This year the National gymnastics competition was held in Oudtshoorn.  Victorious athletes applauded each other, shook hands with and hugged each other.  No matter the background -  ‘race’ or ‘colour’ of the competitors -  the winners were celebrated as those whose routines were the most polished on the day. Maybe the thing to do is to take an example from our children who seem largely oblivious of whether they are black, brown or pink.

The problem when one takes sides on the black/ white question, is that the ‘race issue’ becomes a monster which threatens to eat us whole and spit us out. I’m not saying, and never have said, that we ignore inequalities or deny history. What I’m saying is let’s look beyond colour.

It was colour and race, this belief in separation, that motivated Hendrik Verwoerd to instigate the heinous laws of apartheid. It was the divisions around colour that made Tsafendas suffer to the point that the only option was to kill. It was the belief of security police that ‘black’ was inferior which led to crimes against humanity. It is this constant focus on race -  and the many assumptions we make and conclusions we jump to about each other based on 'race' - that is so destructive.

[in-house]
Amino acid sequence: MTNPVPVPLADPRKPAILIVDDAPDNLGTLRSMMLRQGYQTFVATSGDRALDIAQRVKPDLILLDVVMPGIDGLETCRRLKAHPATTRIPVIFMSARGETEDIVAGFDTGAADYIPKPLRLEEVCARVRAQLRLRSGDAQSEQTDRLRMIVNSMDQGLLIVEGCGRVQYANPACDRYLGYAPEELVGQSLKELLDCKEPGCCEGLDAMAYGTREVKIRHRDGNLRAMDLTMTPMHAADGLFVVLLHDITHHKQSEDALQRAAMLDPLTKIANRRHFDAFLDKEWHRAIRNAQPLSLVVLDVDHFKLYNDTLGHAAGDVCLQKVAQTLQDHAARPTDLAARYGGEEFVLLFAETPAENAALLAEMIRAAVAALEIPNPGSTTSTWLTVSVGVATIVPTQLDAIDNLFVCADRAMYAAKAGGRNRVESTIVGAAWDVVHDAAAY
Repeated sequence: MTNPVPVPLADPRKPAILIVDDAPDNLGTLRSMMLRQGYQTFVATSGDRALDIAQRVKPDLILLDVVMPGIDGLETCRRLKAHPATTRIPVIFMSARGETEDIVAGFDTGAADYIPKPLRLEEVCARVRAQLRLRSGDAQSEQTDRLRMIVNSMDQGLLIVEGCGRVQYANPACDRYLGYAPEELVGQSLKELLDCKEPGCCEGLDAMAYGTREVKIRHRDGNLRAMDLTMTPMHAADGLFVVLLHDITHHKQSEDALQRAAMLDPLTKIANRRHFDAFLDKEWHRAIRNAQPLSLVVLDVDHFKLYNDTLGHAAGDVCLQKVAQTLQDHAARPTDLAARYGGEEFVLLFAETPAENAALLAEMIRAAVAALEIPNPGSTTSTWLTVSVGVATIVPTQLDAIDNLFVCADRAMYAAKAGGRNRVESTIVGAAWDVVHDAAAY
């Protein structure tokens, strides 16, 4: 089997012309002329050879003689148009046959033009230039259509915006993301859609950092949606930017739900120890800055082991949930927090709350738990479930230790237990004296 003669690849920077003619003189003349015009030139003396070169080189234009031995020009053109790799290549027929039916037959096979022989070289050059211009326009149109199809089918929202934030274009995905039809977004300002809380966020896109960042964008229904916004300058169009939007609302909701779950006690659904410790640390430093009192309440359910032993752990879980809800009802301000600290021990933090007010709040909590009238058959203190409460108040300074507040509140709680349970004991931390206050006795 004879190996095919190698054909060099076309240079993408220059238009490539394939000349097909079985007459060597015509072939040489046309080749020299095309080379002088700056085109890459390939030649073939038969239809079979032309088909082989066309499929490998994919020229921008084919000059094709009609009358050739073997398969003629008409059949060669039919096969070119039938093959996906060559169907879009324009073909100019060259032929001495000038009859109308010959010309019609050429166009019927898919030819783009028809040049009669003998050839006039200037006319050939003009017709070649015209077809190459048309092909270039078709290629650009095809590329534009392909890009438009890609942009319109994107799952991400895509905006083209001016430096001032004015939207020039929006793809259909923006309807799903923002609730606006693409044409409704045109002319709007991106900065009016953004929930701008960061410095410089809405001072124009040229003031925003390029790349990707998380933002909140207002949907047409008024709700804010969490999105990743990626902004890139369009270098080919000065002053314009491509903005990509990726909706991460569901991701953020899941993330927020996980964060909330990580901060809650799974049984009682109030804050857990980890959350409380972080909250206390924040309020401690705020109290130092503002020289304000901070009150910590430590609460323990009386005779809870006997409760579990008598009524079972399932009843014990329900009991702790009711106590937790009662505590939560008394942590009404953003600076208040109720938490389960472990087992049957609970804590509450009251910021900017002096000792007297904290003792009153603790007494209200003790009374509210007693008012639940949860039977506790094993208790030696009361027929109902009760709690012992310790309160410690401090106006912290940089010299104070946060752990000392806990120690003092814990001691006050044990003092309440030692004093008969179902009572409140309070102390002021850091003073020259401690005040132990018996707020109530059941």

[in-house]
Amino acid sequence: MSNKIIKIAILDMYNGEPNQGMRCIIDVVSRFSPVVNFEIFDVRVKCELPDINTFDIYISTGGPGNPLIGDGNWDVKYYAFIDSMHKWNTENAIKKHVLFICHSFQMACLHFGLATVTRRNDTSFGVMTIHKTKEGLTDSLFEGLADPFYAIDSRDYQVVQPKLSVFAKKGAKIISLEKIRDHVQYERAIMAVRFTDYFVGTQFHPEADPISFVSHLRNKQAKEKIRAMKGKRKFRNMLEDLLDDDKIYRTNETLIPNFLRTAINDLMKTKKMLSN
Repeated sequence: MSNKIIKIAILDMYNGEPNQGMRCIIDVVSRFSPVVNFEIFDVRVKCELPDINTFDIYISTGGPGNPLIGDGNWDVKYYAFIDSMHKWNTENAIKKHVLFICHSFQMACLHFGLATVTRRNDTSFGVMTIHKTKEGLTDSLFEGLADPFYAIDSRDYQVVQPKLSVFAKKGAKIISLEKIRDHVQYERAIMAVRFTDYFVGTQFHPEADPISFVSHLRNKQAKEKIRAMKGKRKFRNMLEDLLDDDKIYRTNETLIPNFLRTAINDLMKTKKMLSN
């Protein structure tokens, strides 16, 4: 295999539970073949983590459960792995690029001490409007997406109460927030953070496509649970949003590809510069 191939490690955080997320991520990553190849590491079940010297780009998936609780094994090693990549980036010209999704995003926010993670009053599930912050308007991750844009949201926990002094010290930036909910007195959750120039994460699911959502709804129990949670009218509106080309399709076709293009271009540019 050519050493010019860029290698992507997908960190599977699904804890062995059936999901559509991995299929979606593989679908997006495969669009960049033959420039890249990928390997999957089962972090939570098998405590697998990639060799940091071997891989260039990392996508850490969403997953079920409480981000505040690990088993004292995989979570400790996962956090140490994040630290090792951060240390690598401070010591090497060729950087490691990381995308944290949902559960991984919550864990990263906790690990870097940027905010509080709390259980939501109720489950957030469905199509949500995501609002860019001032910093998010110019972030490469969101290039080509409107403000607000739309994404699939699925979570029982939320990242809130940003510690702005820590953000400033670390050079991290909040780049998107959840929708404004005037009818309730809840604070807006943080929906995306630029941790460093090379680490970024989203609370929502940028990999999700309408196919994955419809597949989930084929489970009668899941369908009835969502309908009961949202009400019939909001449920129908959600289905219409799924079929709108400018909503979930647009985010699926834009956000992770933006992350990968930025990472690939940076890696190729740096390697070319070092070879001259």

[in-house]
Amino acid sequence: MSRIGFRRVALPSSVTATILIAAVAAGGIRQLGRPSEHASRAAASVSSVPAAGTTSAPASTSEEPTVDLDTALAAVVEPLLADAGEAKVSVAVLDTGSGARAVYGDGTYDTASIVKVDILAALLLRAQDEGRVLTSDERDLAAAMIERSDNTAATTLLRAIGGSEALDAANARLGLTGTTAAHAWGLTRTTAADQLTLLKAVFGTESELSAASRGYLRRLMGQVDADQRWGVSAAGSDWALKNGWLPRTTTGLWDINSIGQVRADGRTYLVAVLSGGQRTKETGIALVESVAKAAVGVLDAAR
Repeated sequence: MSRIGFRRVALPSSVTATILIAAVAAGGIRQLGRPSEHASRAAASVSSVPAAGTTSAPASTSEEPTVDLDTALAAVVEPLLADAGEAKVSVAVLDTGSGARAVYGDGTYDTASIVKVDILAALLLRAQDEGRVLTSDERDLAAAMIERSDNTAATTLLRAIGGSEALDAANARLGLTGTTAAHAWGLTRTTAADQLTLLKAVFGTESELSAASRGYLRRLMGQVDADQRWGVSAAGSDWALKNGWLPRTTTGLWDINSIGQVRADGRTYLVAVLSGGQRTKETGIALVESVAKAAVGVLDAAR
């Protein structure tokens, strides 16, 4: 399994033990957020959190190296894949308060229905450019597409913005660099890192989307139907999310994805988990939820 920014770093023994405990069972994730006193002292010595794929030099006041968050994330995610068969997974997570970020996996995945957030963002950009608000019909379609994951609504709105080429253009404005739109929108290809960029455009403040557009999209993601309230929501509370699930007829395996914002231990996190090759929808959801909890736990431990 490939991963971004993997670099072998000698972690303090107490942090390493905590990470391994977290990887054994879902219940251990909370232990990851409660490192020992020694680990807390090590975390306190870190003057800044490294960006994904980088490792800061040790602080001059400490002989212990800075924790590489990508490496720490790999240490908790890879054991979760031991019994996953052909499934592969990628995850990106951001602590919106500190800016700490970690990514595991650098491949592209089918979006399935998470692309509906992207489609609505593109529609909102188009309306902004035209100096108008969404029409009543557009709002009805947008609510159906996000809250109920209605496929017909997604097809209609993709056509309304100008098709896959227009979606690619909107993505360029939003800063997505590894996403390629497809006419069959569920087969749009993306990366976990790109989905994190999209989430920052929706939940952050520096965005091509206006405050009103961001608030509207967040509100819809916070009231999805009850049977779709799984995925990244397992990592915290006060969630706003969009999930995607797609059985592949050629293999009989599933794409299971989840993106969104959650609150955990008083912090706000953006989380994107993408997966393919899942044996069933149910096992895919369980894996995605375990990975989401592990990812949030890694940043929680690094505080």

It was in reading Tsafendas biography that I truly understood Breyten Breytenbach’s endorsement: ‘Van Woerden has ....fetched Tsafendas out of the darkness and our ignomious silence so that we may be acquainted with the full humanity of his existence.’

This is the thing then: by listening to each other, talking, and learning, we come to understand that as South Africans, we are inextricably entwined, linked, and that surely we can find solutions together to the problems that face us. We have to. We have to learn from history.


AB praises selfless skipper

2010-11-21 18:15